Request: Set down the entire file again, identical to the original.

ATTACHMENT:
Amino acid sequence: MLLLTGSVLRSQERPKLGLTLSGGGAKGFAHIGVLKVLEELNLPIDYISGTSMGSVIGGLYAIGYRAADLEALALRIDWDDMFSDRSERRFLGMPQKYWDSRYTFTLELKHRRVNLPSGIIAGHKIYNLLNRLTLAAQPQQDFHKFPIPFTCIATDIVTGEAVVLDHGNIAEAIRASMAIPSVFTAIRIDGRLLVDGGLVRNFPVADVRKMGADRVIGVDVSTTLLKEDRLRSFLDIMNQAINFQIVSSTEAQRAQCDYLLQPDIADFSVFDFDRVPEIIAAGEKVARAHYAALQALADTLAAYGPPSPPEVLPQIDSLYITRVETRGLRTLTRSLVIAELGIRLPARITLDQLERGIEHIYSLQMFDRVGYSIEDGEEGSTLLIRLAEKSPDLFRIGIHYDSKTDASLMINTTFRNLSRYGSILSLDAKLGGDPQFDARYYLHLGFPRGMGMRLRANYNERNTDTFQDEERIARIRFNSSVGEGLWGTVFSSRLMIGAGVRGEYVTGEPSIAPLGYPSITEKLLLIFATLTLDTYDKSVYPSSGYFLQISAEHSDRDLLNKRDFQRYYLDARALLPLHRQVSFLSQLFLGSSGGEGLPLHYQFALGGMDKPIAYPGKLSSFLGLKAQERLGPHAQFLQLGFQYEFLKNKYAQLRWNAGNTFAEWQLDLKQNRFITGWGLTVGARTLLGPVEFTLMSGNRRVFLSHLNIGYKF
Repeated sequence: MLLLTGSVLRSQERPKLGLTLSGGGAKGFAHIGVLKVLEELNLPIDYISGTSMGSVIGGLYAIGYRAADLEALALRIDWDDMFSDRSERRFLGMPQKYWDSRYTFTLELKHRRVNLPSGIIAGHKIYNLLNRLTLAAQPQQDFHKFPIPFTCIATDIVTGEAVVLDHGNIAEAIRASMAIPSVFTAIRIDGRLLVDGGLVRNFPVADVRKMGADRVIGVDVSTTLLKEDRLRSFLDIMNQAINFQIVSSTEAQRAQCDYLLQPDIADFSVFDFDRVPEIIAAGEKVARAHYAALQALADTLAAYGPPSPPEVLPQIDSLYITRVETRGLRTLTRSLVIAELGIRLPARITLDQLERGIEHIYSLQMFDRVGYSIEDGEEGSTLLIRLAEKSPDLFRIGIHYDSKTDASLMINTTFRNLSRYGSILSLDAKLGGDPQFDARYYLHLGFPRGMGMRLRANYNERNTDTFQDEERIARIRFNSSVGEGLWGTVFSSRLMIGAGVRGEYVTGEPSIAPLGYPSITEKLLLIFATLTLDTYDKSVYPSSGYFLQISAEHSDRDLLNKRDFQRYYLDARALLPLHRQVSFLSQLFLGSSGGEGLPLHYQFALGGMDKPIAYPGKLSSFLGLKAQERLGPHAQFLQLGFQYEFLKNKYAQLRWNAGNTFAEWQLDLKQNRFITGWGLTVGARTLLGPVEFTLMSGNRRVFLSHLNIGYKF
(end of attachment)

Amino acid sequence: MLLLTGSVLRSQERPKLGLTLSGGGAKGFAHIGVLKVLEELNLPIDYISGTSMGSVIGGLYAIGYRAADLEALALRIDWDDMFSDRSERRFLGMPQKYWDSRYTFTLELKHRRVNLPSGIIAGHKIYNLLNRLTLAAQPQQDFHKFPIPFTCIATDIVTGEAVVLDHGNIAEAIRASMAIPSVFTAIRIDGRLLVDGGLVRNFPVADVRKMGADRVIGVDVSTTLLKEDRLRSFLDIMNQAINFQIVSSTEAQRAQCDYLLQPDIADFSVFDFDRVPEIIAAGEKVARAHYAALQALADTLAAYGPPSPPEVLPQIDSLYITRVETRGLRTLTRSLVIAELGIRLPARITLDQLERGIEHIYSLQMFDRVGYSIEDGEEGSTLLIRLAEKSPDLFRIGIHYDSKTDASLMINTTFRNLSRYGSILSLDAKLGGDPQFDARYYLHLGFPRGMGMRLRANYNERNTDTFQDEERIARIRFNSSVGEGLWGTVFSSRLMIGAGVRGEYVTGEPSIAPLGYPSITEKLLLIFATLTLDTYDKSVYPSSGYFLQISAEHSDRDLLNKRDFQRYYLDARALLPLHRQVSFLSQLFLGSSGGEGLPLHYQFALGGMDKPIAYPGKLSSFLGLKAQERLGPHAQFLQLGFQYEFLKNKYAQLRWNAGNTFAEWQLDLKQNRFITGWGLTVGARTLLGPVEFTLMSGNRRVFLSHLNIGYKF
Repeated sequence: MLLLTGSVLRSQERPKLGLTLSGGGAKGFAHIGVLKVLEELNLPIDYISGTSMGSVIGGLYAIGYRAADLEALALRIDWDDMFSDRSERRFLGMPQKYWDSRYTFTLELKHRRVNLPSGIIAGHKIYNLLNRLTLAAQPQQDFHKFPIPFTCIATDIVTGEAVVLDHGNIAEAIRASMAIPSVFTAIRIDGRLLVDGGLVRNFPVADVRKMGADRVIGVDVSTTLLKEDRLRSFLDIMNQAINFQIVSSTEAQRAQCDYLLQPDIADFSVFDFDRVPEIIAAGEKVARAHYAALQALADTLAAYGPPSPPEVLPQIDSLYITRVETRGLRTLTRSLVIAELGIRLPARITLDQLERGIEHIYSLQMFDRVGYSIEDGEEGSTLLIRLAEKSPDLFRIGIHYDSKTDASLMINTTFRNLSRYGSILSLDAKLGGDPQFDARYYLHLGFPRGMGMRLRANYNERNTDTFQDEERIARIRFNSSVGEGLWGTVFSSRLMIGAGVRGEYVTGEPSIAPLGYPSITEKLLLIFATLTLDTYDKSVYPSSGYFLQISAEHSDRDLLNKRDFQRYYLDARALLPLHRQVSFLSQLFLGSSGGEGLPLHYQFALGGMDKPIAYPGKLSSFLGLKAQERLGPHAQFLQLGFQYEFLKNKYAQLRWNAGNTFAEWQLDLKQNRFITGWGLTVGARTLLGPVEFTLMSGNRRVFLSHLNIGYKF